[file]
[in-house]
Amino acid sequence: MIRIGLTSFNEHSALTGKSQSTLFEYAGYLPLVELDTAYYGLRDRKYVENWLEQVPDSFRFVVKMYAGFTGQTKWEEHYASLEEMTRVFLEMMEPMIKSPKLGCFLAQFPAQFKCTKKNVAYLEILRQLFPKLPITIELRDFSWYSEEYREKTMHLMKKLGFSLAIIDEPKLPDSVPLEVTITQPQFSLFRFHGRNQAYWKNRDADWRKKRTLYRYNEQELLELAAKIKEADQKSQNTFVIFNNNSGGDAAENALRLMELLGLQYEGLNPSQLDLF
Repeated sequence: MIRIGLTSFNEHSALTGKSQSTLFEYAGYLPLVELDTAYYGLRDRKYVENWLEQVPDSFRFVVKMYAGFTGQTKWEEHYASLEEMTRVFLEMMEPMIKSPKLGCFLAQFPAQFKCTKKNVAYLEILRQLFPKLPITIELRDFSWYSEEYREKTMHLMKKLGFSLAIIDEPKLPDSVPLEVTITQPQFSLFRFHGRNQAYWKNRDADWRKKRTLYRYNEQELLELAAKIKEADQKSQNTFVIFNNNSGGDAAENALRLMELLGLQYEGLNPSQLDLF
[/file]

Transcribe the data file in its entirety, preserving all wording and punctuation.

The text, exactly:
[in-house]
Amino acid sequence: MIRIGLTSFNEHSALTGKSQSTLFEYAGYLPLVELDTAYYGLRDRKYVENWLEQVPDSFRFVVKMYAGFTGQTKWEEHYASLEEMTRVFLEMMEPMIKSPKLGCFLAQFPAQFKCTKKNVAYLEILRQLFPKLPITIELRDFSWYSEEYREKTMHLMKKLGFSLAIIDEPKLPDSVPLEVTITQPQFSLFRFHGRNQAYWKNRDADWRKKRTLYRYNEQELLELAAKIKEADQKSQNTFVIFNNNSGGDAAENALRLMELLGLQYEGLNPSQLDLF
Repeated sequence: MIRIGLTSFNEHSALTGKSQSTLFEYAGYLPLVELDTAYYGLRDRKYVENWLEQVPDSFRFVVKMYAGFTGQTKWEEHYASLEEMTRVFLEMMEPMIKSPKLGCFLAQFPAQFKCTKKNVAYLEILRQLFPKLPITIELRDFSWYSEEYREKTMHLMKKLGFSLAIIDEPKLPDSVPLEVTITQPQFSLFRFHGRNQAYWKNRDADWRKKRTLYRYNEQELLELAAKIKEADQKSQNTFVIFNNNSGGDAAENALRLMELLGLQYEGLNPSQLDLF